My blog has been changed to make it more appealing for those who have New England ancestors and want to see the area through photos. Things I’ll include are typical white New England churches, libraries showing their genealogical collection, historical societies, cemeteries, war memorials, in general, anything to do with history.

For four years I’ve blogged mostly about my personal genealogy in New England (Connecticut, Massachusetts, Vermont, and New Hampshire), New York, New Jersey, Michigan, Illinois, Wisconsin, and the Eastern Townships of Quebec, Canada. I still will, can’t forget my own roots.

Please check out the labels on the right side for articles. The header tabs at the top are a work in progress.

Monday, April 23, 2012

New York City Public Library, New York City -- History and Genealogy Room

New York City Public Library
 Fifth Avenue at 42nd Street

On the most beautiful spring day, I spent several hours at the New York City Public Library. There were three books I absolutely had to look at, and I knew they were there because I had checked their card catalog. Once at the library, I went immediately to the Milstein Division (history and genealogy section), on the first floor. See post about two previous (interesting visits) I was there, HERE. Photos below show the open stacks and no library card is needed. However, I needed one because I wanted books in the closed stack area. I applied for it and received it almost immediately. For the books I wanted, I had to fill out a request form for each book. An employee retrieved them and I was looking at them within minutes.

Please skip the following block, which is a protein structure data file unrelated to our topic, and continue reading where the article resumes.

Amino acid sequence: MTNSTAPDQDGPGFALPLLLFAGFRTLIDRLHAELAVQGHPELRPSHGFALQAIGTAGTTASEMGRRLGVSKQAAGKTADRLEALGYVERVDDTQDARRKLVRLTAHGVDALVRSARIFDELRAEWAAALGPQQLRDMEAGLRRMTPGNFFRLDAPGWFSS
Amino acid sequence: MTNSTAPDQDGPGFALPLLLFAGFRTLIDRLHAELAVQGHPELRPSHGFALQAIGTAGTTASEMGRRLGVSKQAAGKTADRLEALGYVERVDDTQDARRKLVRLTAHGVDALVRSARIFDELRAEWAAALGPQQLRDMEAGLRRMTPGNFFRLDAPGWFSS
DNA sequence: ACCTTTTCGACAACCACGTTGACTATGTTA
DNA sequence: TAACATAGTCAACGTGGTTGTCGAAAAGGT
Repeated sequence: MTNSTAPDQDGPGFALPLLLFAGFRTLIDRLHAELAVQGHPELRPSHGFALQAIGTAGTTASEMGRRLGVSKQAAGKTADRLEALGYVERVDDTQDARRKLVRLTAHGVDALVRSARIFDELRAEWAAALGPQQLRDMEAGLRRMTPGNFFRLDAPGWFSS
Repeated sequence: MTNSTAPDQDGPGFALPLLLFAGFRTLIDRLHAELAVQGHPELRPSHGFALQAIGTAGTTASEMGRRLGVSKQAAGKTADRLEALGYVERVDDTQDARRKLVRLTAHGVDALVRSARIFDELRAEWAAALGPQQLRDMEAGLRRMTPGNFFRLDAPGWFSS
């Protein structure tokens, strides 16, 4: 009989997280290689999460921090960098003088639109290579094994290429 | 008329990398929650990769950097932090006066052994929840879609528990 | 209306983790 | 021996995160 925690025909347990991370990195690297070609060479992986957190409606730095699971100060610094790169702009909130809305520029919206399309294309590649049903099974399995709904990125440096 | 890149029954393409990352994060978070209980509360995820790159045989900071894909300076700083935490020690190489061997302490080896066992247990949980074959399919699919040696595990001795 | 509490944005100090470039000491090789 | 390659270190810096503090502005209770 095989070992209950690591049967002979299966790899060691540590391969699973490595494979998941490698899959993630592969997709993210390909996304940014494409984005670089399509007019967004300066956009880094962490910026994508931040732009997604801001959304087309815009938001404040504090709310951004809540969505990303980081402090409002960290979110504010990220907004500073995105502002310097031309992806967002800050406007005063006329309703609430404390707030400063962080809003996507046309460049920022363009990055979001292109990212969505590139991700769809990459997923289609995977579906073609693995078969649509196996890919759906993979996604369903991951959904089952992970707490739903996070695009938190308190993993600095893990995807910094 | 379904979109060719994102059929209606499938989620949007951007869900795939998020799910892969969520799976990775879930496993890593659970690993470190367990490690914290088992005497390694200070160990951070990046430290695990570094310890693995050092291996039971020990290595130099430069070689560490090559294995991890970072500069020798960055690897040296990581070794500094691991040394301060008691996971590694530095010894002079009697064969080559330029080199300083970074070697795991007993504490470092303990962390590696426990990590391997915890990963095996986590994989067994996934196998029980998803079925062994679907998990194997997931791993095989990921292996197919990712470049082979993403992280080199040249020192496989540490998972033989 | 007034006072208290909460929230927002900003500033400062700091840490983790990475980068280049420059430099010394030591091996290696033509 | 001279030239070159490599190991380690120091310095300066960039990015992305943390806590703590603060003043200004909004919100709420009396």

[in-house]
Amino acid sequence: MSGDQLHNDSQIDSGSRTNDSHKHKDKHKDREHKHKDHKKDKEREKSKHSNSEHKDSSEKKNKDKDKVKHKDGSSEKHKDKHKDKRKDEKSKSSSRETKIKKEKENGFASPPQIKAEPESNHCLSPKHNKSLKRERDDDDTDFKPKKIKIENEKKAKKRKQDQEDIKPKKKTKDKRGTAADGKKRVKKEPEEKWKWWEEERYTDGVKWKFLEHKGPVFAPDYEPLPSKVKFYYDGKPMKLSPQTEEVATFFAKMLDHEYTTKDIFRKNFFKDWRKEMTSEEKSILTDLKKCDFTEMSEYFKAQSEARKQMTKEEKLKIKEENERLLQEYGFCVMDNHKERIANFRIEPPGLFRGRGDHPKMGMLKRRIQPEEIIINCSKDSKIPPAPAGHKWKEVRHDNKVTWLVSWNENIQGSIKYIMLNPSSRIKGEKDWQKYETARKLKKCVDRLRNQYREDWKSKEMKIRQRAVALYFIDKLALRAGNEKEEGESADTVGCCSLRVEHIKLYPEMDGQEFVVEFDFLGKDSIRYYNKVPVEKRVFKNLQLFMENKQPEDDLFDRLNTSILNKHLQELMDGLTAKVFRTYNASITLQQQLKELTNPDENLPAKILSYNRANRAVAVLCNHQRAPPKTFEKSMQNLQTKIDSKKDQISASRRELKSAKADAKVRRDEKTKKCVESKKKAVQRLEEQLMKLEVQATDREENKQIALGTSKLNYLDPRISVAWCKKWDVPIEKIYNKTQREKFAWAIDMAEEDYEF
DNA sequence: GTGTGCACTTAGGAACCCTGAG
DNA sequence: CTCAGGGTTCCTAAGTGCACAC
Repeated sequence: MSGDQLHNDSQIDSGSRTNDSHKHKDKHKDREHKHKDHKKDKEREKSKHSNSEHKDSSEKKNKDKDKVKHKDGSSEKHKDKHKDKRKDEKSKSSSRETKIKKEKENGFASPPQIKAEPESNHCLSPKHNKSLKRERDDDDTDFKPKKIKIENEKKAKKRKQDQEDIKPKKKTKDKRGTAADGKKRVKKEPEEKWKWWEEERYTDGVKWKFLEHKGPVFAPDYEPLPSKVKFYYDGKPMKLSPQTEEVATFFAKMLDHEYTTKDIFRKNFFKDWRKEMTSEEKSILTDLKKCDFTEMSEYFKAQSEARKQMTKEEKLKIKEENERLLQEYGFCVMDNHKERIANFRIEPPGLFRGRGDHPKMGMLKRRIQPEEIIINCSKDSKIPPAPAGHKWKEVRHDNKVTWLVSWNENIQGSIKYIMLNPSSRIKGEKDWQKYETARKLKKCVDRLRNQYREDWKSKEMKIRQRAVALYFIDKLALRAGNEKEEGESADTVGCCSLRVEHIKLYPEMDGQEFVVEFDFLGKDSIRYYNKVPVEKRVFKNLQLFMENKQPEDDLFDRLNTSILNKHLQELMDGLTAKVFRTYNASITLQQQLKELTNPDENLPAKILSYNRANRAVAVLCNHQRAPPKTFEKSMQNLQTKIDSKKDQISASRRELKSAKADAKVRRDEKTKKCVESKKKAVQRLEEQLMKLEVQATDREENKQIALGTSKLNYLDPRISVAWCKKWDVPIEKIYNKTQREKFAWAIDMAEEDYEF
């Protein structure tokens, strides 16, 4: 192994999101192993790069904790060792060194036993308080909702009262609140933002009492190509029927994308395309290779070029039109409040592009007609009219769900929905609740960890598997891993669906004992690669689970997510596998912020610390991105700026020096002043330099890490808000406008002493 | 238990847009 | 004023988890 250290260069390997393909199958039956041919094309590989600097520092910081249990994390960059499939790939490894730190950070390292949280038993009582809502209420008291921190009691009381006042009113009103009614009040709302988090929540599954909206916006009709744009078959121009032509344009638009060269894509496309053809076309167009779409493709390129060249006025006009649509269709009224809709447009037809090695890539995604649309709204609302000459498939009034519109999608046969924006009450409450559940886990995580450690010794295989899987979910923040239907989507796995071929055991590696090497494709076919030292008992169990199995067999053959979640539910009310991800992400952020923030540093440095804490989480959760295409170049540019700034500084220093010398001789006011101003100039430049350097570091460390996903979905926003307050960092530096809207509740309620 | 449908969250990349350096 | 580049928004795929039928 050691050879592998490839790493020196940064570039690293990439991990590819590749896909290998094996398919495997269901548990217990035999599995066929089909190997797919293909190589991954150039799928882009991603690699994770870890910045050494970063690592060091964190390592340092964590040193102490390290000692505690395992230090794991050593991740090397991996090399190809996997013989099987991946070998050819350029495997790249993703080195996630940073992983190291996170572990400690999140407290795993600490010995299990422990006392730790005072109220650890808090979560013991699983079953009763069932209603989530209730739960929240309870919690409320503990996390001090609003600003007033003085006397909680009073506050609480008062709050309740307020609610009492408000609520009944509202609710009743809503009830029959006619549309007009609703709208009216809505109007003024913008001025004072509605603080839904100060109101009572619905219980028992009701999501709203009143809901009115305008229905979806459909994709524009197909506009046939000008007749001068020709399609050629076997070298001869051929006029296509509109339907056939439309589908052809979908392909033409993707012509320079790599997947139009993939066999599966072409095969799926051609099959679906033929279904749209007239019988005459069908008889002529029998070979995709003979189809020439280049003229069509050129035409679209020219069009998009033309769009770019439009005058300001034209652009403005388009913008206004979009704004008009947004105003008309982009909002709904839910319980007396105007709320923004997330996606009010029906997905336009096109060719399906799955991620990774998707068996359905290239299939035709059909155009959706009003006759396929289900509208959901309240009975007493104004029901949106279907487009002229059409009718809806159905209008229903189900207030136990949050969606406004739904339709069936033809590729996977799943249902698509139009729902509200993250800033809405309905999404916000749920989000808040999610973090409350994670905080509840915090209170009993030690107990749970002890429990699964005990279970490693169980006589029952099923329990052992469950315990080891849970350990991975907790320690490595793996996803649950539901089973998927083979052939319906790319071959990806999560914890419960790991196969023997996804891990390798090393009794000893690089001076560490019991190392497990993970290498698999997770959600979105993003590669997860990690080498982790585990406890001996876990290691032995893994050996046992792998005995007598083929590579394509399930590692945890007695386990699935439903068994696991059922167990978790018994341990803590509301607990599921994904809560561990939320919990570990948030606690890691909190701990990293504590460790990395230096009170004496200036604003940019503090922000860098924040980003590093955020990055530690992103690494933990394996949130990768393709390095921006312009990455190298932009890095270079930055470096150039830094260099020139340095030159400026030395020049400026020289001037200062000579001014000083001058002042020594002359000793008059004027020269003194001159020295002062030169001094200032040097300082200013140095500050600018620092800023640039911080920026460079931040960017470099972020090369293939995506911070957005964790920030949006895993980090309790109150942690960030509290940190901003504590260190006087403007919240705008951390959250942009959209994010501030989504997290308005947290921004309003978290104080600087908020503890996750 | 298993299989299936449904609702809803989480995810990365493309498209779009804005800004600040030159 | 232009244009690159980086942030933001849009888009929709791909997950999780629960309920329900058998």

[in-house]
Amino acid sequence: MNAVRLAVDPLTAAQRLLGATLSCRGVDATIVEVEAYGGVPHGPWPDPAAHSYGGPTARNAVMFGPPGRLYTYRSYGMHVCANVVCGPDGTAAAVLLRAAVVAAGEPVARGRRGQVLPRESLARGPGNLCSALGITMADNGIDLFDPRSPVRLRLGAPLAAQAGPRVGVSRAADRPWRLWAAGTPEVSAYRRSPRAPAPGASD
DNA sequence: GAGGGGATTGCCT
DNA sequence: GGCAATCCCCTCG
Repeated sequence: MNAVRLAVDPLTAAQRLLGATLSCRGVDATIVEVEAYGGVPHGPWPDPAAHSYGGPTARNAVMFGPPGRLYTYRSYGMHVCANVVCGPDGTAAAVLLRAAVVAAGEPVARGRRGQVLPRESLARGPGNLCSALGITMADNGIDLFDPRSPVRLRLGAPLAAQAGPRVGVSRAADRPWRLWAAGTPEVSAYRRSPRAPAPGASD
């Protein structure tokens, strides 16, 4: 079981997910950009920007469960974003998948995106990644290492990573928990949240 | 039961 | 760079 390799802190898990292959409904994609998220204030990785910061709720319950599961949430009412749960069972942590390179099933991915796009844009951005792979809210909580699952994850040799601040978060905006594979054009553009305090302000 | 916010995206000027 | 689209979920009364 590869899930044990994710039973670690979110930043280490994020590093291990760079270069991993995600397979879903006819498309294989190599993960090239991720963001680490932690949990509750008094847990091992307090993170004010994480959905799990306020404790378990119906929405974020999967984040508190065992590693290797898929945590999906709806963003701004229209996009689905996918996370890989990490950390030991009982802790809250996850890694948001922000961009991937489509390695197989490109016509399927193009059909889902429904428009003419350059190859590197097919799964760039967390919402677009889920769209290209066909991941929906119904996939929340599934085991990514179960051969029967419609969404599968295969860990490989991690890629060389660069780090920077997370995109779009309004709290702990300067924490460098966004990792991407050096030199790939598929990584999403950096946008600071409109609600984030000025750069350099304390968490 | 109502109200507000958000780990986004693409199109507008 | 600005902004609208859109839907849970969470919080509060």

Milstein Division (history and genealogy section)

The Rose Reading Room, where non-genealogists go (above and below).
UPDATE 3/5/17: "This timelapse footage of 52,000 books being reshelved is strangely beautiful.
After closing for a two-year renovation, the New York Public Library's historic Rose Main Reading Room has finally reopened."
Picking up requested books to look at on-site.

If you want to make copies, which I did, (60 at .15 each) you'll need to buy a copy card. I was very fortunate, since I was able to make them all at the same time, no line, and used the only one copy machine. I shutter to think if there were lots of people needing copies.

As indicated in my photos, it was a very quiet afternoon in the genealogy section, and only two people were in the microfilm room, located a few doors away! The next time I go, I intend to visit the Manuscripts and Archive Room, to see if I can find anything about one of the earliest families in Amsterdam / New York City, my Ten Eyck ancestors. That's a real goal of mine.